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The Eric Carle Museum
of Picture Book Art
  • 125 West Bay Road
  • Amherst, MA 01002

Hours

  • Tue- Friday10 am - 4 pm
  • Saturday 10am – 5pm
  • Sunday 12 pm - 5 pm

 

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Making Art Together

Printing with Toy Trucks

Here's a peek at one of techniques we use in the Art Studio to make visually textured marks on papers that we use for Eric Carle-inspired collages.

To start, put a little water-based paint (such as tempera) on a tray or plastic plate, roll a toy truck through it, then "drive" it on paper of your choice. For making collage papers, we like using tracing paper, Folia Transparent Paper, lightweight drawing paper or construction paper.

rolling toy truck through paint

This truck is especially fun because it can turn to make curved marks. You might cover a table with big sheets of paper and let your young artists go to town. On the other hand, if you need to define a workspace you could put a piece of paper in a large tray or rimmed cookie sheet to help contain the marks.

printing with trucks

Another fun idea we've tried a few times in our toddler programs is offering a black paper "road" taped to the floor for a playful art experience. In these times I've offered paint in secondary colors (green, orange and purple) because when they mix all together they create a muddy brown color. If you try this, you might need to add a dab of white to your colors to help them show up on the black paper.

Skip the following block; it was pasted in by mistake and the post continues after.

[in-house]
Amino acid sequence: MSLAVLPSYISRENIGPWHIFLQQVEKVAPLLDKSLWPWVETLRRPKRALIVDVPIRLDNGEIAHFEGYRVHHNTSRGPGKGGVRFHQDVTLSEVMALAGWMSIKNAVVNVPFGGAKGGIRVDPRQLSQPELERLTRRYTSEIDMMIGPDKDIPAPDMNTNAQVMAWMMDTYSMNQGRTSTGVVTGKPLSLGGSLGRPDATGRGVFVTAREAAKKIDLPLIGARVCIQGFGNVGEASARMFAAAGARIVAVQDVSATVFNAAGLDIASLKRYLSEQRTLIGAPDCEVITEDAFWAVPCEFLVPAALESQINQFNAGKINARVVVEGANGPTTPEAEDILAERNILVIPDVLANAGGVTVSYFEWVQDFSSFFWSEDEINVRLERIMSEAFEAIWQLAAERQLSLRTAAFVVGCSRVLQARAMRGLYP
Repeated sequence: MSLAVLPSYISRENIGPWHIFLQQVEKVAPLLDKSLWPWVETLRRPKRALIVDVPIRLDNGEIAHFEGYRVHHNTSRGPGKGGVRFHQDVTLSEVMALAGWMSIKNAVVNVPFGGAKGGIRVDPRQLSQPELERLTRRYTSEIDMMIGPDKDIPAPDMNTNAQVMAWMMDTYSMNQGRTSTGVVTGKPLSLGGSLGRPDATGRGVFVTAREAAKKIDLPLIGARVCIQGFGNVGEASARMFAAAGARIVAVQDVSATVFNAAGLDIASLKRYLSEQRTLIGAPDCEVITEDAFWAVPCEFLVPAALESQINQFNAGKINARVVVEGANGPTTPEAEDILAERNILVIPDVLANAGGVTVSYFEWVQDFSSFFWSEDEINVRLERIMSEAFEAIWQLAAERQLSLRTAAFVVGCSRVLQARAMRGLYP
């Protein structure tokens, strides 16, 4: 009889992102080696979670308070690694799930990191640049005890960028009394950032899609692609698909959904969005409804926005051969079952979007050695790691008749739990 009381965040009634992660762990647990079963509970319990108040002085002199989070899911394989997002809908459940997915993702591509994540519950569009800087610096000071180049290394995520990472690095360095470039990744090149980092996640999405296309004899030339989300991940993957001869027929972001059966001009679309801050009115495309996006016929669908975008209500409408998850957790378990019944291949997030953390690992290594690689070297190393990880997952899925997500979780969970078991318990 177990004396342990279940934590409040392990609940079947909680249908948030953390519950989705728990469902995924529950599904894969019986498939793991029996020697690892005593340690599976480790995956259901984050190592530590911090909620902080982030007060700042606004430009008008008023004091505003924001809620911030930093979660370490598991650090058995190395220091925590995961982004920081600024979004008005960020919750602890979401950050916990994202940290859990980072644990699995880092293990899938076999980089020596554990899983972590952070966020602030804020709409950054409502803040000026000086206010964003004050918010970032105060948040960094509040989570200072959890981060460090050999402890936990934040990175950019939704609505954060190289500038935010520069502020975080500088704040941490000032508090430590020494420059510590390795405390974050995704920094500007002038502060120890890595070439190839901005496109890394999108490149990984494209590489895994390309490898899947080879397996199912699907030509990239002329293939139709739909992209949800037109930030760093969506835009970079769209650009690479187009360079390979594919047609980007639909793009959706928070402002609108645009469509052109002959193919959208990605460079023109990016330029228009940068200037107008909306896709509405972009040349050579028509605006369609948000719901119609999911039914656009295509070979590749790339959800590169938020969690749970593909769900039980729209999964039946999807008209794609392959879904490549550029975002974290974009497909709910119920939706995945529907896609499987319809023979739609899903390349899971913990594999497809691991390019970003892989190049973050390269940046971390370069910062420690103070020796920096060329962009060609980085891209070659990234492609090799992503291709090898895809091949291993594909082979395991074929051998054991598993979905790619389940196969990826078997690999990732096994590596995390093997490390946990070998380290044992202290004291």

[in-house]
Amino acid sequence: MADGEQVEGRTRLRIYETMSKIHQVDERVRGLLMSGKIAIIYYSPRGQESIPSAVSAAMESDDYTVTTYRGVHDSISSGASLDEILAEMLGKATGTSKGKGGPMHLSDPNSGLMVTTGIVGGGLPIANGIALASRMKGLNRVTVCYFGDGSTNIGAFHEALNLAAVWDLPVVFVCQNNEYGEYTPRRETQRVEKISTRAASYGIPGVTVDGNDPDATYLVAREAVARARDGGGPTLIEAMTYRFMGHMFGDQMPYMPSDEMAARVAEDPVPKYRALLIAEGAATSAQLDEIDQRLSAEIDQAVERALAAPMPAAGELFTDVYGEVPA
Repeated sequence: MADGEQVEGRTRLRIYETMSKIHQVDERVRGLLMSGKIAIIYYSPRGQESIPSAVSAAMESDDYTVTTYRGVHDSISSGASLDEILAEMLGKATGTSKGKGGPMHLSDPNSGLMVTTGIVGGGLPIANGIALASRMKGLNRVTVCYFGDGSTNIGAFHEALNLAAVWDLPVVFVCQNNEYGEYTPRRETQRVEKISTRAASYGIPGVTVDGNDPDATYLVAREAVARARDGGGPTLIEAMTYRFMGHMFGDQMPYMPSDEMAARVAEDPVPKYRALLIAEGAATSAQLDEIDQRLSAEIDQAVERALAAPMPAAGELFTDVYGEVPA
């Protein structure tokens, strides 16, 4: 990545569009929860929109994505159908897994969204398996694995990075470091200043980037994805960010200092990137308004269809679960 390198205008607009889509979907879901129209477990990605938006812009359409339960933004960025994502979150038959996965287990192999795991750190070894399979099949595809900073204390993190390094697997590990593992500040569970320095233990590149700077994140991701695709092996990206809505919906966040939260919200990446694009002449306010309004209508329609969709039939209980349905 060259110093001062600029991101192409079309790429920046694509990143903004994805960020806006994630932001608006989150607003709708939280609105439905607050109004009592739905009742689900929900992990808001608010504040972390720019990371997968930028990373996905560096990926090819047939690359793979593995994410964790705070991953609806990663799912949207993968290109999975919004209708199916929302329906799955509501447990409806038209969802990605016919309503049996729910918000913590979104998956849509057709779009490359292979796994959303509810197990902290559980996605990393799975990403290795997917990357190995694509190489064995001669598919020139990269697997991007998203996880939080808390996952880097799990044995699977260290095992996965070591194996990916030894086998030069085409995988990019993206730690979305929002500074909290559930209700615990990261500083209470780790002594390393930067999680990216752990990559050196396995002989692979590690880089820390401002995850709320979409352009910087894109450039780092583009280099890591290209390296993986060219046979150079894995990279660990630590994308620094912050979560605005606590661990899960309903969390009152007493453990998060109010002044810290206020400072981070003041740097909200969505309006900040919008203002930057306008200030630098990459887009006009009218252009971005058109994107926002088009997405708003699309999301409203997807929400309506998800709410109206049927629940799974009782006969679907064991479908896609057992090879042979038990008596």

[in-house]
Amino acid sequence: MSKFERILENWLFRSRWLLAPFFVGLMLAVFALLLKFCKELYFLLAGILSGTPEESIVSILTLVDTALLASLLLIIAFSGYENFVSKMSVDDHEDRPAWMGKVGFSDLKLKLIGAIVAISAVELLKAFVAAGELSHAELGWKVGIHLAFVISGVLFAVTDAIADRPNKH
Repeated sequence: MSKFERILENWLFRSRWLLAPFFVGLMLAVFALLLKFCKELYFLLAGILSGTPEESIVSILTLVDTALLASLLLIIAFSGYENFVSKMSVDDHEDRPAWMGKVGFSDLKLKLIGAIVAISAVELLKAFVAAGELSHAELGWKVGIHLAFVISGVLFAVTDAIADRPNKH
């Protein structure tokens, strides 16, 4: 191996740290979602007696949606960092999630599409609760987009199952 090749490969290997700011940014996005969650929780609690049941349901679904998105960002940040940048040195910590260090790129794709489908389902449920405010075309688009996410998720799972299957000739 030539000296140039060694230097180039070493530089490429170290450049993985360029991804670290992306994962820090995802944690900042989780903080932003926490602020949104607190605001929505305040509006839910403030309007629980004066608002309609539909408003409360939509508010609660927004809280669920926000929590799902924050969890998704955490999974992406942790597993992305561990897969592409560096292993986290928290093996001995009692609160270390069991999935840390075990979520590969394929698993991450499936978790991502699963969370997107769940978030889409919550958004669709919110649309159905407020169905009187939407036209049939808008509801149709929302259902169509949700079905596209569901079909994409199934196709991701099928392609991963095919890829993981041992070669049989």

Happy driving!

 

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We enjoy exploring materials and ideas in the Art Studio, and we’re excited to share our process with you! Please consider the following factors when adapting these posts for your learning environment: 

We facilitate a variety of programs within the Art Studio for a wide range of age groups. Please carefully consider the age appropriateness of each individual activity in your own learning environment.

Our projects are always done with adult supervision and proper safety precautions. Be sure all of your projects are overseen by adults who likewise follow proper safety precautions. The adults overseeing your project must also be responsible for handling or assisting with any potentially harmful equipment or materials. 

The Eric Carle Museum of Picture Book Art is not responsible for any damages, injuries or liabilities that result from any activities contained within this website, and we expressly disclaim any responsibility or liability therefor. From time to time, we reference materials that we have found to be particularly important in our projects. We do not receive any monetary compensation for recommending materials. 

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Paige
Wednesday, November 11, 2011 - 5:38 pm

This activity is very inclusive - my group of 5 - 10 year olds did it. They all had so much fun and the results were so varied!! I wonder if the car toy manufacturers every thought their toys would be used like this.

Meghan
Wednesday, November 11, 2011 - 12:33 pm

Cool! Thanks for letting me know it how inclusive an activity it turned out to be in your classroom.

Meg
Wednesday, November 11, 2011 - 12:27 pm

I just did this with my preschool class yesterday! We made a huge mural. Children who are not usually interested in doing art really enjoyed themselves!
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